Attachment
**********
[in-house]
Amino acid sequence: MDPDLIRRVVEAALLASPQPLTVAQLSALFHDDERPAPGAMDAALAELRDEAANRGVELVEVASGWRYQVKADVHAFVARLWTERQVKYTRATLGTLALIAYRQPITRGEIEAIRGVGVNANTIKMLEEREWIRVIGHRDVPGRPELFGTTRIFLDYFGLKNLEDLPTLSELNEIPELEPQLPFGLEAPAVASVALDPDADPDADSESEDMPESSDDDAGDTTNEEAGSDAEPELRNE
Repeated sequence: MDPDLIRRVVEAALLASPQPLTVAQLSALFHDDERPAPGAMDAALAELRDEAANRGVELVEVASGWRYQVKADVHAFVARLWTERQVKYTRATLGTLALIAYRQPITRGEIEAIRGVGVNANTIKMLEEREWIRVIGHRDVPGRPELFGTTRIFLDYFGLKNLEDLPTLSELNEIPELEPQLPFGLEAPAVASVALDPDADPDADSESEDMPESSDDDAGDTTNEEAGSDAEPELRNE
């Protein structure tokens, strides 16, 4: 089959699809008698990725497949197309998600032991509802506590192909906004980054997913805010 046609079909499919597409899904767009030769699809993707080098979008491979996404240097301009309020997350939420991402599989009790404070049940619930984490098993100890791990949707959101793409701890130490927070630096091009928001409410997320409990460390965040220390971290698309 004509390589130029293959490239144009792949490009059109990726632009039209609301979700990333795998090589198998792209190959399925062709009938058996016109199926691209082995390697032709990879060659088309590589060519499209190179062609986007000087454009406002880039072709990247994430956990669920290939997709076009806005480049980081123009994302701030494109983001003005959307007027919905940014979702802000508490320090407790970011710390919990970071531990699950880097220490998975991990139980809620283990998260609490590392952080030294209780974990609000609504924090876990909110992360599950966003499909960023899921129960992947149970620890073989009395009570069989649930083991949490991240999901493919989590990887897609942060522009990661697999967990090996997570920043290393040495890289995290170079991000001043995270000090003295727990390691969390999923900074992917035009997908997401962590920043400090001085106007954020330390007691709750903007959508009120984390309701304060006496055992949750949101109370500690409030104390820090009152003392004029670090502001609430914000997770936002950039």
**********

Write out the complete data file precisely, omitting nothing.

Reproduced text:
[in-house]
Amino acid sequence: MDPDLIRRVVEAALLASPQPLTVAQLSALFHDDERPAPGAMDAALAELRDEAANRGVELVEVASGWRYQVKADVHAFVARLWTERQVKYTRATLGTLALIAYRQPITRGEIEAIRGVGVNANTIKMLEEREWIRVIGHRDVPGRPELFGTTRIFLDYFGLKNLEDLPTLSELNEIPELEPQLPFGLEAPAVASVALDPDADPDADSESEDMPESSDDDAGDTTNEEAGSDAEPELRNE
Repeated sequence: MDPDLIRRVVEAALLASPQPLTVAQLSALFHDDERPAPGAMDAALAELRDEAANRGVELVEVASGWRYQVKADVHAFVARLWTERQVKYTRATLGTLALIAYRQPITRGEIEAIRGVGVNANTIKMLEEREWIRVIGHRDVPGRPELFGTTRIFLDYFGLKNLEDLPTLSELNEIPELEPQLPFGLEAPAVASVALDPDADPDADSESEDMPESSDDDAGDTTNEEAGSDAEPELRNE
């Protein structure tokens, strides 16, 4: 089959699809008698990725497949197309998600032991509802506590192909906004980054997913805010 046609079909499919597409899904767009030769699809993707080098979008491979996404240097301009309020997350939420991402599989009790404070049940619930984490098993100890791990949707959101793409701890130490927070630096091009928001409410997320409990460390965040220390971290698309 004509390589130029293959490239144009792949490009059109990726632009039209609301979700990333795998090589198998792209190959399925062709009938058996016109199926691209082995390697032709990879060659088309590589060519499209190179062609986007000087454009406002880039072709990247994430956990669920290939997709076009806005480049980081123009994302701030494109983001003005959307007027919905940014979702802000508490320090407790970011710390919990970071531990699950880097220490998975991990139980809620283990998260609490590392952080030294209780974990609000609504924090876990909110992360599950966003499909960023899921129960992947149970620890073989009395009570069989649930083991949490991240999901493919989590990887897609942060522009990661697999967990090996997570920043290393040495890289995290170079991000001043995270000090003295727990390691969390999923900074992917035009997908997401962590920043400090001085106007954020330390007691709750903007959508009120984390309701304060006496055992949750949101109370500690409030104390820090009152003392004029670090502001609430914000997770936002950039």